Areas of peak color include: Capitol Park, Southside Park and William Land Regional Park. Though, beautiful fall color is also found in the Fabulous Forties (Avenues in the 40s), Curtis Park and in mid-town (east of the State Capitol between J and Q, 15th and 25th).

Many of the tallest trees along Sacramento’s streets are London Plane Trees (Platanus occidentalis), though also look for Chinese elm, Autumn blaze maple, Liquidambar, hickory and Gingko biloba.

The first reference to Sacramento being the City of Trees dates back to 1855. Prior to that, the city was known as “The City of Plains.” Then, a gold miner planted 12 cottonwoods. Soon after, it became a community effort to plant shade trees to make life in Sacramento more tolerable during its hot summers, Capital public radio reports.

By the 1930s, residents were planting one tree for every two residents. Paris had a ratio of one for every ten residents, but also many more trees in total that did Sacramento. Nevertheless, Sacramentans couldn’t withhold claiming more trees per capita than Paris, in a feat of civic boosterism.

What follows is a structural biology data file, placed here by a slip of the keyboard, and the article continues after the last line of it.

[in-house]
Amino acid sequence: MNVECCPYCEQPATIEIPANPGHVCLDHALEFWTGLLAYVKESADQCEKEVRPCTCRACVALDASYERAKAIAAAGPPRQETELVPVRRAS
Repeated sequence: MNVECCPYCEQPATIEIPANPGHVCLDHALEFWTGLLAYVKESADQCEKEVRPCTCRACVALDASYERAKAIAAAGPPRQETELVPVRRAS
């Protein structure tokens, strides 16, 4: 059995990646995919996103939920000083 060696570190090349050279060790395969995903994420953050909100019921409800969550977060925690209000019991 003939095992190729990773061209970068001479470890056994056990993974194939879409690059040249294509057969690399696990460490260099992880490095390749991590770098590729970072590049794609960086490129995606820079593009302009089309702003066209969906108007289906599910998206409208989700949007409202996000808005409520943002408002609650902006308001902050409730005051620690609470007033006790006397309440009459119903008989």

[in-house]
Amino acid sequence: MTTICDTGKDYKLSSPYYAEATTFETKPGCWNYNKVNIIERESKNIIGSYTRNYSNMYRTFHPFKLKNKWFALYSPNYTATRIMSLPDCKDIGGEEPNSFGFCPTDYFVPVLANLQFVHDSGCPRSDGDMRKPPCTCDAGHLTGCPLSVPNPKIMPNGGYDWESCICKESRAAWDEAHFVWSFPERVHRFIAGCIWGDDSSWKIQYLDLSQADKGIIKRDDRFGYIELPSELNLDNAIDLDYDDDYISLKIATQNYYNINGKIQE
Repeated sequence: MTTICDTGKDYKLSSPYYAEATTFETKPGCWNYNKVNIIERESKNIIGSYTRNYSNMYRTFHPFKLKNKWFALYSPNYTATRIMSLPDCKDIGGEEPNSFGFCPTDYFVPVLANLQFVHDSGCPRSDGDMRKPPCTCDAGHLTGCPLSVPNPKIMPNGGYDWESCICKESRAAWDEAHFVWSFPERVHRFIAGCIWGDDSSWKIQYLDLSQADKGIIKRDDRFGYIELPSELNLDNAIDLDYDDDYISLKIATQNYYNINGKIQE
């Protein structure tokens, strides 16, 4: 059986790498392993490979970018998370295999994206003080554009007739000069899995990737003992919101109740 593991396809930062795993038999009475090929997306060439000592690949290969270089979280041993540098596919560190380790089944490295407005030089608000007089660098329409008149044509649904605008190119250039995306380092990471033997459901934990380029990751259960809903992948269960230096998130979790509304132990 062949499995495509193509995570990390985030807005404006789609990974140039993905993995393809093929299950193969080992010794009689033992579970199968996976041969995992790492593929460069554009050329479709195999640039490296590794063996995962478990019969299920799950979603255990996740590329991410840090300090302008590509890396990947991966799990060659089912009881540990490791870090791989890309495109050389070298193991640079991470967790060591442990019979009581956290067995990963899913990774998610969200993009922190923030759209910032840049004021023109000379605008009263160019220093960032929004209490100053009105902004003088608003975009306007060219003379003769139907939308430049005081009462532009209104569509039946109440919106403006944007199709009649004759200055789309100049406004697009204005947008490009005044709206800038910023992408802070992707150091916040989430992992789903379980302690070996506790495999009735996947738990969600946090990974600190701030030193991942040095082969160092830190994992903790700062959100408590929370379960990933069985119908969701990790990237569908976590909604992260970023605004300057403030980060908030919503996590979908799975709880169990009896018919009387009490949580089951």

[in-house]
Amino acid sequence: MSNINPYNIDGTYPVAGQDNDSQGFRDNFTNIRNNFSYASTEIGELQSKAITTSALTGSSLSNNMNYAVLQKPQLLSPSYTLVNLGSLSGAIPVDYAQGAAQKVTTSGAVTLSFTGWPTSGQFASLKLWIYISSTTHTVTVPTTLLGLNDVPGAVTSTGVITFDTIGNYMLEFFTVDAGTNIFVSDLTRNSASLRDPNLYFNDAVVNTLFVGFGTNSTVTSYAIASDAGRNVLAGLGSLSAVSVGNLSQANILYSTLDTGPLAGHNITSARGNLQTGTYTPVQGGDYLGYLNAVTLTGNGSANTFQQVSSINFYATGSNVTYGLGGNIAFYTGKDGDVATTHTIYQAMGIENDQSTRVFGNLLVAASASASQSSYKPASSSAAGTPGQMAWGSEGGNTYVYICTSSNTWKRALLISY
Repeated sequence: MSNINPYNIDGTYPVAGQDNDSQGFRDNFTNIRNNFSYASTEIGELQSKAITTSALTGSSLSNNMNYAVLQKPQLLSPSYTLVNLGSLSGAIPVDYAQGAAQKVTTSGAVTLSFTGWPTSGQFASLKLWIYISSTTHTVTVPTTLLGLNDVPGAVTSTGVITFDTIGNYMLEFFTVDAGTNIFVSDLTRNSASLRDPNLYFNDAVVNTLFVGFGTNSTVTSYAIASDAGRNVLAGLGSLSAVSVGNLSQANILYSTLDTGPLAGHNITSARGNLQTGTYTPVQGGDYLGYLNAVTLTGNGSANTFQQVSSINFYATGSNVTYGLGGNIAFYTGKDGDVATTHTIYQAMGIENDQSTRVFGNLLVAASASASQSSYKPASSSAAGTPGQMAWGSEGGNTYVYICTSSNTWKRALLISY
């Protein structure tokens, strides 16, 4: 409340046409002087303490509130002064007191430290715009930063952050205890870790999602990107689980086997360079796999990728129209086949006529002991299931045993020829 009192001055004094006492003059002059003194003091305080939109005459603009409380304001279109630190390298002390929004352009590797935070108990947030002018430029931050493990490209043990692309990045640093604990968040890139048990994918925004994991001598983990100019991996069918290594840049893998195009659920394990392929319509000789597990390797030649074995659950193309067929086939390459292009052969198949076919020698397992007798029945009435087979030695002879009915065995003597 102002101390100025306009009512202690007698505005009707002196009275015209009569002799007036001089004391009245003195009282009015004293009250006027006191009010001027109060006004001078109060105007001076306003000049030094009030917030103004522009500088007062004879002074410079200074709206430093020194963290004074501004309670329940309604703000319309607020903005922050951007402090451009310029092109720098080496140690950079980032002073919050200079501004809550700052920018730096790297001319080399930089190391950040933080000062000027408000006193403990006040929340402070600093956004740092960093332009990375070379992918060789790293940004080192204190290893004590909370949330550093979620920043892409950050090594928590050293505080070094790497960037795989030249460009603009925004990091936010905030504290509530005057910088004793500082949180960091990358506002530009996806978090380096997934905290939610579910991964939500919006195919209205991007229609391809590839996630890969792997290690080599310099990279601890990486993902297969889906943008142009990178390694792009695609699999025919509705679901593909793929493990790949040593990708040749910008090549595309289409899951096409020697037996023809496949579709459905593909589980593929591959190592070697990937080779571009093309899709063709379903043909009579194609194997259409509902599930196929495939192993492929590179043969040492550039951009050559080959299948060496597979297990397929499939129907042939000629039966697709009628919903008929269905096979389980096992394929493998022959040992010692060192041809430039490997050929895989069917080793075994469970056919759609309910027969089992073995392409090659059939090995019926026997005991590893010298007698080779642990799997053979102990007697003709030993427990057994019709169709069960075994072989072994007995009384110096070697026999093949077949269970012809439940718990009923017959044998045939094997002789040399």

A 2018 study found 87,234 trees growing in Sacramento, with the Land Park neighborhood having the densest canopy. However, that figure only includes trees that grow along streets and in parks. An authority estimates that about one million trees grow in Sacramento, two for every resident.

With good reason, it has earned the sobriquet, “City of Trees.”

Gingko biloba, Sacramento (11/25/21) Vishal Mishra
  • Sacramento (30′) – Peak to Past Peak, GO NOW, You Almost Missed It.
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Apple Hill

Apple Hill, El Dorado County (11-20-21) Vishal Mishra

Apple Hill, like so many other Sierra foothill areas, has long gone past peak.